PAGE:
Financing your home is probably one of the least fun aspects of home ownership. Nevertheless, it’s essential. And when it comes to a reverse mortgage, things get a little more interesting. With a reverse mortgage, you can take advantage of the value of your home without selling it. Sounds pretty good, doesn’t it? Before you call your bank, here are all the facts about how reverse mortgages work.
What is a Reverse Mortgage?
Reverse mortgages are also referred to as equity release. They allow you to borrow a percentage of the current value of your home. This percentage is based on a number of things including your age, the appraised value of your home, and your lender. Basically, the older you are and the longer you’ve had your home, the more equity you will have in your home. As well, current market trends will also contribute to the amount of money you can access.
How is a Reverse Mortgage Paid Off?
One of the things that appeal to homeowners is that payments on reverse mortgages are not required until the loan is due. The loan is usually due at the time of death or when you sell your home. One thing to consider is that the longer you go without payments toward a reverse mortgage, the more interest you will owe. That is very important because this can negatively affect the equity in your home, meaning when you decide to sell, you might not end up with as much profit as you were expecting.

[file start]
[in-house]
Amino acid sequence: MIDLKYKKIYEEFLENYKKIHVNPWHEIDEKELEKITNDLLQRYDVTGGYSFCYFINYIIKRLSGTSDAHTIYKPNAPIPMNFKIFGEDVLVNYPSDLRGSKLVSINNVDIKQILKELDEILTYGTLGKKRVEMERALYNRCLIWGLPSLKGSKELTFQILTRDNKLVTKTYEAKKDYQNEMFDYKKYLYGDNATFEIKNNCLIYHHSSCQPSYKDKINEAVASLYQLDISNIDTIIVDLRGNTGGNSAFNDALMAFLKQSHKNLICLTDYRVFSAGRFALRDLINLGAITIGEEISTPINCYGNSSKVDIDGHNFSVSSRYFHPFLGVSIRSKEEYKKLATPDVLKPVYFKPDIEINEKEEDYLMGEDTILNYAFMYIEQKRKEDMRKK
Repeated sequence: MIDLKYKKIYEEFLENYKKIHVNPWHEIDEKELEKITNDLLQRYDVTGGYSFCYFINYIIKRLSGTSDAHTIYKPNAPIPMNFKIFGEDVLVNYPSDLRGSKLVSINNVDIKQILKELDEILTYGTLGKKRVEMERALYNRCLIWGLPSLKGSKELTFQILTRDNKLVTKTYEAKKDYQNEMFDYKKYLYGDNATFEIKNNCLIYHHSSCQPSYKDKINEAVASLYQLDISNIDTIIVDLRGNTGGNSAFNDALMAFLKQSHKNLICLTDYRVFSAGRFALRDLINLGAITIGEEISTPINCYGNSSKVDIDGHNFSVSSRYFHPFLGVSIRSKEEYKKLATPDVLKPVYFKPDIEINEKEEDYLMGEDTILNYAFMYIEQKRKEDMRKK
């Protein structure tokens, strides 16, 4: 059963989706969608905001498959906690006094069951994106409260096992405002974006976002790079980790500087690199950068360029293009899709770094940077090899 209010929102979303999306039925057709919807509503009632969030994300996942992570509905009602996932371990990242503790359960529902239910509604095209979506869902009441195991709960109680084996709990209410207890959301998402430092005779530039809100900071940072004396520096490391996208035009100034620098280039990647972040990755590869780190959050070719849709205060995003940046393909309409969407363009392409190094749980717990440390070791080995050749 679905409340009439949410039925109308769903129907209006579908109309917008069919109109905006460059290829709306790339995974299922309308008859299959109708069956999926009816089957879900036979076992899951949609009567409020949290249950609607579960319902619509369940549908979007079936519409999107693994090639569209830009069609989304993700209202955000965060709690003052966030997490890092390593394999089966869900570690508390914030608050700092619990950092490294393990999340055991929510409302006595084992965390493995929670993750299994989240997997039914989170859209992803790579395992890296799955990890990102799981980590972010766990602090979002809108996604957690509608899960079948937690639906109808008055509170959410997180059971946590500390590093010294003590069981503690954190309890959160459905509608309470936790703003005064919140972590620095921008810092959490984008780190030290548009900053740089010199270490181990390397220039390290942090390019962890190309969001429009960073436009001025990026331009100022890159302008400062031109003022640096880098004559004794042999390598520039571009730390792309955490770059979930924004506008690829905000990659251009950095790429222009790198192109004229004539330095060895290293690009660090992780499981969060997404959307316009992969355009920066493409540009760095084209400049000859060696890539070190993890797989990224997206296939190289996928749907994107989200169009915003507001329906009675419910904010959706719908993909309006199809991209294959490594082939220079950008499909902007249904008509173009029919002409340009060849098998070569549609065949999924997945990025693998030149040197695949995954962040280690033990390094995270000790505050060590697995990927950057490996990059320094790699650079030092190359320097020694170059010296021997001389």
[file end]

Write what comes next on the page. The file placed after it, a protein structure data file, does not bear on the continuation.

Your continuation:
Is Everyone Eligible for a Reverse Mortgage?
Not everybody is eligible for a reverse mortgage. In order to apply for a reverse mortgage, you must:
- Own your home, which must be your primary residence
- Be at least 55 years old if you are single
- Both be at least 55 years old if you own the home with a partner/spouse
- Both be on the mortgage application if you own the home with a partner/spouse
- Pay off your mortgage once you receive a reverse mortgage
There are a number of things the lender will consider for reverse mortgage applicants including:
- Where you live